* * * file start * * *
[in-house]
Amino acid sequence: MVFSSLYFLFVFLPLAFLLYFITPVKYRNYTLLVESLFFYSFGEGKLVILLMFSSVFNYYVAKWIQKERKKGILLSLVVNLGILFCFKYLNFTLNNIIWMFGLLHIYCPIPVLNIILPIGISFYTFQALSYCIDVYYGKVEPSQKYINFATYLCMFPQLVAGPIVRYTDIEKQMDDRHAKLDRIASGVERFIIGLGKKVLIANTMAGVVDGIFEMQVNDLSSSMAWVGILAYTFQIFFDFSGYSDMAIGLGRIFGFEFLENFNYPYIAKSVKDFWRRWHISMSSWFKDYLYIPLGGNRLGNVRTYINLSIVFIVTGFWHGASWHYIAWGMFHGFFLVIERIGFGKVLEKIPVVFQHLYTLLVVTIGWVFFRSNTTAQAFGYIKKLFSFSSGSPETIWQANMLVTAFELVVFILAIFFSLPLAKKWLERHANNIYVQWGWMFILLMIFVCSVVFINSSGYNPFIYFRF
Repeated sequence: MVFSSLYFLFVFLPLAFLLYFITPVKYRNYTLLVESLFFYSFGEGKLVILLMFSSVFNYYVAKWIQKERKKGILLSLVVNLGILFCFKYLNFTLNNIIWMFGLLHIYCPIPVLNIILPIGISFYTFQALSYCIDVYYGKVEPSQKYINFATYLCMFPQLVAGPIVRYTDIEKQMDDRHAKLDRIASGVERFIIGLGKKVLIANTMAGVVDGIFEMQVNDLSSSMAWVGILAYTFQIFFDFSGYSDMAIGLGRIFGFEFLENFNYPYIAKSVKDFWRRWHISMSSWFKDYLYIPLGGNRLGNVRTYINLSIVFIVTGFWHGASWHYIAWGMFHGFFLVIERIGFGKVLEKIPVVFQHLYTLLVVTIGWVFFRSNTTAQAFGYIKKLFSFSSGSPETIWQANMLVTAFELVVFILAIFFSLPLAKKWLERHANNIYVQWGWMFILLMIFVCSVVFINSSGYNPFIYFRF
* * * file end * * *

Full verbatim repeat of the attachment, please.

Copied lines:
[in-house]
Amino acid sequence: MVFSSLYFLFVFLPLAFLLYFITPVKYRNYTLLVESLFFYSFGEGKLVILLMFSSVFNYYVAKWIQKERKKGILLSLVVNLGILFCFKYLNFTLNNIIWMFGLLHIYCPIPVLNIILPIGISFYTFQALSYCIDVYYGKVEPSQKYINFATYLCMFPQLVAGPIVRYTDIEKQMDDRHAKLDRIASGVERFIIGLGKKVLIANTMAGVVDGIFEMQVNDLSSSMAWVGILAYTFQIFFDFSGYSDMAIGLGRIFGFEFLENFNYPYIAKSVKDFWRRWHISMSSWFKDYLYIPLGGNRLGNVRTYINLSIVFIVTGFWHGASWHYIAWGMFHGFFLVIERIGFGKVLEKIPVVFQHLYTLLVVTIGWVFFRSNTTAQAFGYIKKLFSFSSGSPETIWQANMLVTAFELVVFILAIFFSLPLAKKWLERHANNIYVQWGWMFILLMIFVCSVVFINSSGYNPFIYFRF
Repeated sequence: MVFSSLYFLFVFLPLAFLLYFITPVKYRNYTLLVESLFFYSFGEGKLVILLMFSSVFNYYVAKWIQKERKKGILLSLVVNLGILFCFKYLNFTLNNIIWMFGLLHIYCPIPVLNIILPIGISFYTFQALSYCIDVYYGKVEPSQKYINFATYLCMFPQLVAGPIVRYTDIEKQMDDRHAKLDRIASGVERFIIGLGKKVLIANTMAGVVDGIFEMQVNDLSSSMAWVGILAYTFQIFFDFSGYSDMAIGLGRIFGFEFLENFNYPYIAKSVKDFWRRWHISMSSWFKDYLYIPLGGNRLGNVRTYINLSIVFIVTGFWHGASWHYIAWGMFHGFFLVIERIGFGKVLEKIPVVFQHLYTLLVVTIGWVFFRSNTTAQAFGYIKKLFSFSSGSPETIWQANMLVTAFELVVFILAIFFSLPLAKKWLERHANNIYVQWGWMFILLMIFVCSVVFINSSGYNPFIYFRF